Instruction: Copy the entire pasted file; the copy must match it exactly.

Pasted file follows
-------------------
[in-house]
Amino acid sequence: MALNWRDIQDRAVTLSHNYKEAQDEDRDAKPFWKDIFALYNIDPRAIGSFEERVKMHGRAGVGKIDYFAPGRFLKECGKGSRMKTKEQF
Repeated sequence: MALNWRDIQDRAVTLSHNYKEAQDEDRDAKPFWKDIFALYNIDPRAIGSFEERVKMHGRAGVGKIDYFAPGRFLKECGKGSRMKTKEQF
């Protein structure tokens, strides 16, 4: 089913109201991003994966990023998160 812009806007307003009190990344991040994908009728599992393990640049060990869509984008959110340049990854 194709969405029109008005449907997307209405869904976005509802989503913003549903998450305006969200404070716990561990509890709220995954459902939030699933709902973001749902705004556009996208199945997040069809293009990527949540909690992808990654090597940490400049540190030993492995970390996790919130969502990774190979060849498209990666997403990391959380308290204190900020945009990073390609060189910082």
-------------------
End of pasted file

[in-house]
Amino acid sequence: MALNWRDIQDRAVTLSHNYKEAQDEDRDAKPFWKDIFALYNIDPRAIGSFEERVKMHGRAGVGKIDYFAPGRFLKECGKGSRMKTKEQF
Repeated sequence: MALNWRDIQDRAVTLSHNYKEAQDEDRDAKPFWKDIFALYNIDPRAIGSFEERVKMHGRAGVGKIDYFAPGRFLKECGKGSRMKTKEQF
């Protein structure tokens, strides 16, 4: 089913109201991003994966990023998160 812009806007307003009190990344991040994908009728599992393990640049060990869509984008959110340049990854 194709969405029109008005449907997307209405869904976005509802989503913003549903998450305006969200404070716990561990509890709220995954459902939030699933709902973001749902705004556009996208199945997040069809293009990527949540909690992808990654090597940490400049540190030993492995970390996790919130969502990774190979060849498209990666997403990391959380308290204190900020945009990073390609060189910082």